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Setting a minimum wage rate in an economy is a topic that has sparked many debates about its implications. It is a policy that calls for the establishment of a minimum wage that all employers must adhere to. However, in an economy or a part of an economy, there are those who help and those who condemn such a change (Belman and Wolfson 6). Both groups mention potential difficulties and negative consequences for either side. Those who support the creation of a minimum wage rate state that it is a way of paying reasonable salaries that would lead to an increase in the level spending in an economy. The proponents say that leaving every employer to decide on what to pay its staff has seen the purchasing power of many households remain relatively low (Belman and Wolfson 196). Therefore, the absence of a minimum wage limits the rate of economic activities. Moreover, it is a way of reducing poverty in a country because the low-earners will have their pay rise. From there, such people might save and start up small businesses that play a part in eradicating poverty. The fact that the companies that currently pay the relatively low amount of money to their employees will increase the rate is also a way to reduce governments spending on welfare (Wilson n.p). At least most people will afford the basic needs such as payment of healthcare expenses that has seen various states set aside huge amounts of money.
Additionally, the creation of a minimum wage is also a way of reducing income inequality in an economy. For instance, the government that decides to do so will put into considerations the current rates that the low-income earners get and what would be a reasonable pay to such people (Wilson n.p). The policy makers will then likely set a minimum that is more that what other employers offer, thereby, ensuring that there is a significant reduction in the gap between the low-earners and the high-earners.
Arguments against Minimum Wage
The opponents of minimum wage issue claim that the policy might lead to the decline in the rate of employment. This group attests that some employers might find it difficult to pay at the required rate and still make profits (Wilson n.p). In such a case, they might end up employing only a few employees. Moreover, the potential investors might get discouraged whenever they project a nonfinancial viability that results from having a set minimum pay to the workers. Having a minimum payment might further lead to cost-push inflation (Belman and Wolfson 371). Most employees will have their capacity to consume enhanced given the increase of salaries or wages to a certain level. Therefore, the workers will start to demand more goods in the market, thereby, forcing the prices to move upwards.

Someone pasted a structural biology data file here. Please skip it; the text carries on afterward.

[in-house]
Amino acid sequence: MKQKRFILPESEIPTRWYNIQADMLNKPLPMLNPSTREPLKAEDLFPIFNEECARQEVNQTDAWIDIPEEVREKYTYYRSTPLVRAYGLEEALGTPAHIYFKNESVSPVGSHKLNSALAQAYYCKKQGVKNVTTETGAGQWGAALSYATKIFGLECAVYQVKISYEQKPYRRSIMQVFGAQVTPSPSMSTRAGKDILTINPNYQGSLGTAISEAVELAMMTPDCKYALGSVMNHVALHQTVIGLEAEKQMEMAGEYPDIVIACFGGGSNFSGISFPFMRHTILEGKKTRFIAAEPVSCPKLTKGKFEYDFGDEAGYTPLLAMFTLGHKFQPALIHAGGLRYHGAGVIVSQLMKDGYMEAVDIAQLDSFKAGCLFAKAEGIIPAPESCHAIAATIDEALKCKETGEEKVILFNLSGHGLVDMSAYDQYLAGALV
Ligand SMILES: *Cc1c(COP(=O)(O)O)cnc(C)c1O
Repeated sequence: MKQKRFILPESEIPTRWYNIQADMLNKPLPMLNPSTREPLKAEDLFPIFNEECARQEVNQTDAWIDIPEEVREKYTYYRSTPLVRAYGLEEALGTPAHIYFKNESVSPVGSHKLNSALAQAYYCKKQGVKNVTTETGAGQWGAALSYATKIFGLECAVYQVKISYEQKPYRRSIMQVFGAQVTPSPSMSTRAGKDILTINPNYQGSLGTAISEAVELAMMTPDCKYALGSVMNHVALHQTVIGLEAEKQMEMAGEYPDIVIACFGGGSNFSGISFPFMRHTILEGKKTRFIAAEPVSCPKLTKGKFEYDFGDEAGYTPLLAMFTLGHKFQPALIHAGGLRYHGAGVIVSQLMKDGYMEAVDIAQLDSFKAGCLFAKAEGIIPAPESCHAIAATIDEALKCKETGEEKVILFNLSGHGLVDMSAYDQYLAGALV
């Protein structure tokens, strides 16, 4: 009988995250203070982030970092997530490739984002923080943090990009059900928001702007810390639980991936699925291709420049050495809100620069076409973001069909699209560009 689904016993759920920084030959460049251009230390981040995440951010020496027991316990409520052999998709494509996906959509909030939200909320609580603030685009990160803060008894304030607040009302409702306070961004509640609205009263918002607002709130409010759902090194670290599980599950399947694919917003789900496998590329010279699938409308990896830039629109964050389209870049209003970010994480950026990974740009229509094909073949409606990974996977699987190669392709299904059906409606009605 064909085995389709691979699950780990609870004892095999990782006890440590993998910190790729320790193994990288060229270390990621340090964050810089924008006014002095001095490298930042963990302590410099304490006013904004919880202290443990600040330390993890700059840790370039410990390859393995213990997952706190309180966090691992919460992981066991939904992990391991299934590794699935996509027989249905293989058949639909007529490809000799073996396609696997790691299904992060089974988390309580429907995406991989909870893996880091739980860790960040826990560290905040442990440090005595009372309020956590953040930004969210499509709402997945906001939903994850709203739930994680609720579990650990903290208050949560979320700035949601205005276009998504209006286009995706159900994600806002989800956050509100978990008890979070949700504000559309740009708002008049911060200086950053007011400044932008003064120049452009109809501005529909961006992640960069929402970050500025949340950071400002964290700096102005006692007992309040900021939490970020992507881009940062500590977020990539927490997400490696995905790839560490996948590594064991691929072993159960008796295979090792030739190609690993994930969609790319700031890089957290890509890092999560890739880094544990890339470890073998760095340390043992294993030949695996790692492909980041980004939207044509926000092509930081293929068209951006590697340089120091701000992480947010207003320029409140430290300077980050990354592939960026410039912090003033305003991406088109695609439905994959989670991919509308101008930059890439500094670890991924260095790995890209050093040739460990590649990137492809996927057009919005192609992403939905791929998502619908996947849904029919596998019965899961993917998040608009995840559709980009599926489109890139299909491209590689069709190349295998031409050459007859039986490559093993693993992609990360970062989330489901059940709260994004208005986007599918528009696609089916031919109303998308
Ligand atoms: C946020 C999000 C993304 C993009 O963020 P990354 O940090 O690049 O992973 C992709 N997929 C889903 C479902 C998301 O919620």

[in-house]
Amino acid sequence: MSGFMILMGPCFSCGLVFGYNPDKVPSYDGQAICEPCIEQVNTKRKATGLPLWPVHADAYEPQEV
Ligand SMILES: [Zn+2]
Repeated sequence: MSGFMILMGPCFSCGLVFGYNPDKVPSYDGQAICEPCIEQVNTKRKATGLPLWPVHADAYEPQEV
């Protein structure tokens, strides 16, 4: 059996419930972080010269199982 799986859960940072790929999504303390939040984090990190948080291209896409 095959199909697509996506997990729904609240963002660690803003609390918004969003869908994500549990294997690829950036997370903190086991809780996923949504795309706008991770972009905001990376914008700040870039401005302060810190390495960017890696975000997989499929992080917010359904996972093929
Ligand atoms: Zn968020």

The creation of a minimum wage might further lead to inequality in economic growth in different regions within a nation. For instance, businesses in the rural areas may find it hard to cope with the minimum wage requirements given the impact on profits. Most of the firms that operate in such areas make relatively low profits given the inability to sell in large quantities (Wilson n.p). Apparently, some might end up closing if the operation costs increase beyond their capacity to finance.
Graphical Presentation of Effect of Minimum Wage on the Labour Market
From the graph above, DD represents the demand curve while SS is the supply curve. The point at which they intersect determines the competitive wage (Wc) and the rate of employment (Ec). The graph is at equilibrium at the meeting point between Wc and Ec. With the intervention by the government to setting a minimum wage to point Em, the rate of employment will reduce to Em. A further effect is the excess supply of labor in the market. The surplus labour is as a result of the people who have been forced out of employment (the distance A-B) a the ones who have been attracted to the labour market given the increase in the minimum wage (distance B-C) (Wilson n.p). Therefore, the setting of a minimum has the effect of reducing the rate of employment and increasing the supply of labour in the market.
Overall, the idea to set a minimum wage is met by both supporting and opposing opinions. The proponents note that it is a way to increase spending by households as well as reducing poverty. Also, it enables the government to minimize its expenditures on welfare and to reduce wealth inequality and the earning gap between high-income earners and low-income earners. On the other hand, those opposed to the setting of minimum wage claim that it might see some organizations struggle to make profits because of the likely increase in the labour expenses. Moreover, the same may lead to cost-push inflation because of the possible increase in the consumers propensity to consume and also leading to inequality in economic growth in different regions within an economy. From the perspective of the labour market, the setting of a minimum wage has the effect of reducing the rate of employment and increasing the supply of labour in the market.
Belman, Dale, and Paul J. Wolfson. What Does the Minimum Wage Do? 2014. Print.
Wilson, Mark. The negative effects of minimum wage laws. Cato Institute September 1, 2012,
https://www.downsizinggovernment.org/labor/negative-effects-minimum-wage-laws. Accessed 31 January 2017.
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